I am not sure how I feel about sunflowers. Normally, I am against them. When I see sunflowers as cut flowers in restaurants and bars, I want to puke. They are such obvious flowers, so common. You can find them in any supermarket. They are too popular for their beauty. They are easy to grow and once cut they last for a long time. I grew an enormous one as a child. There is a picture of me standing under an enormous bloom that is bigger than my head. Their enormity is probably part of their popularity. They are freaks of the flower world. People probably pant around enormous sunflowers. People probably become drippily romantic around them. It’s popular to ooh and ahh over their symmetries. The radial pattern of their centers has been forcibly aligned with progressive political parties and multi-national oil companies. There is a battle over what they mean. They hold so much sway over our imaginations, far too much if you ask me. And yet I planted an abundance of them this year. I cut them and give them to Caroline. She likes them, and I like giving them to her. They look good in her apartment, much better than the terribly uniform sunflowers for sale at Stop n Shop.
But I did not plant them for cut flowers. I planted them because I thought they would attract gold finches to my garden, as I've seen them do in Ed's garden for years. One gold finch did come to my garden about a week ago, but it did not stop to eat sunflower seeds. It perched for a moment on another, sunflower-like flower in my garden. Then it flew away, just like me. I probably finished up whatever hurried business I was doing at home and straightaway drove across town to Caroline’s house, quite possibly with a bouquet of flowers and some cut herbs. If one hundred gold finches were to come to feed on my sunflower seeds, I would probably not be around to see them, so frequently am I gone. But I don’t mind how gone I’ve been. When we trade one pleasure for another, how can we complain? It’s like the Frank O’Hara poem that says, “the Pittsburgh Pirates shout because they won/and in a sense we’re all winning/we’re alive.” Sometimes I say that I would rather not be alive, but I understand what the poet means. Being alive is a kind of victory over death. Have you heard? Death can overtake you at any moment. Gather ye rosebuds while ye may, or, as it were, a bunch of sunflowers.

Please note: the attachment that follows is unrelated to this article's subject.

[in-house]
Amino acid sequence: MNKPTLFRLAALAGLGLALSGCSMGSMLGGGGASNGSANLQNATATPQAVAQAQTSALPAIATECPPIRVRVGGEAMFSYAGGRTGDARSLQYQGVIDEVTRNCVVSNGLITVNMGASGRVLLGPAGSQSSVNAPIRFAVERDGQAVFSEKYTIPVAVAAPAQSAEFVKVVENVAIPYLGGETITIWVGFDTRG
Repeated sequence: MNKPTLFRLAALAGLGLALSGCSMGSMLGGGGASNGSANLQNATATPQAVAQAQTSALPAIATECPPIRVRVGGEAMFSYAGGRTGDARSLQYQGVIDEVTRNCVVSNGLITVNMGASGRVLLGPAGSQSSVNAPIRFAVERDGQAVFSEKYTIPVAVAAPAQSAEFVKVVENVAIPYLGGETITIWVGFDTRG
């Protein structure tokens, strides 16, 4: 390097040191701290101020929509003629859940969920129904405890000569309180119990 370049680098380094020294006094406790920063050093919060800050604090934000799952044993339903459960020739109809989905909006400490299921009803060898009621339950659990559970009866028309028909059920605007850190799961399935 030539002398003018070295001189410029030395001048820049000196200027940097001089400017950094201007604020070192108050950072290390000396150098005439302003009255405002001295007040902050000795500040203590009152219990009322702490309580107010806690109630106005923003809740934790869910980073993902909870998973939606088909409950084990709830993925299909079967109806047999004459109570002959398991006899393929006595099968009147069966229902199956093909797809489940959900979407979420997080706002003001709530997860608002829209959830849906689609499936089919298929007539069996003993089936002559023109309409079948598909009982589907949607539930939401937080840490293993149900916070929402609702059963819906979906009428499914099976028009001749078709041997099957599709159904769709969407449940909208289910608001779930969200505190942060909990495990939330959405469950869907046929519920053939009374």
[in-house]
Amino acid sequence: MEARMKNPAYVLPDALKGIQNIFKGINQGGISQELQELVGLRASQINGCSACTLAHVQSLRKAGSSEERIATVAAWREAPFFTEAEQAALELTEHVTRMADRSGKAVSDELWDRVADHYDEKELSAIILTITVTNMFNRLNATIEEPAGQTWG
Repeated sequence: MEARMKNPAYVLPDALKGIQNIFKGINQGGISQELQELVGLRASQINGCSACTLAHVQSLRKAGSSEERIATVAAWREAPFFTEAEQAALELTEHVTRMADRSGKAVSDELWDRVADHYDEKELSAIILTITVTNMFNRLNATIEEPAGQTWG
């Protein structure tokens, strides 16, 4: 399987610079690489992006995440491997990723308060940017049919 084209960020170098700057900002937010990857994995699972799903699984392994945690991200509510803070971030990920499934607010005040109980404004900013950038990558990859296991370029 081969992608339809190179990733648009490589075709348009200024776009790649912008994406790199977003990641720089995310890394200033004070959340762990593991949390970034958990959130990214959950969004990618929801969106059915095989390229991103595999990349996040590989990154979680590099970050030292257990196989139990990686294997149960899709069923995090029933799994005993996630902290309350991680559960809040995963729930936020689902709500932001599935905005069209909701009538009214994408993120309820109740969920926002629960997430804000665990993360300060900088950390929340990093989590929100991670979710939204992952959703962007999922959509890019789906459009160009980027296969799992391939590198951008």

I am home now and waiting on a friend. I am on my porch. After a day of rain and heavy clouds, the sun has finally come out. My sunflowers are between me and the street, possibly atrocious symbols of something possibly profound, possibly only vegetable matter screens. My upstairs neighbor is on the driveway, pacing, smoking, reading a book. The air smells like vanilla. A moped just went by, putt putt puttering, dumbly like a fart. It’s a completely ordinary August afternoon by all accounts. Oilchanges will be over in two weeks.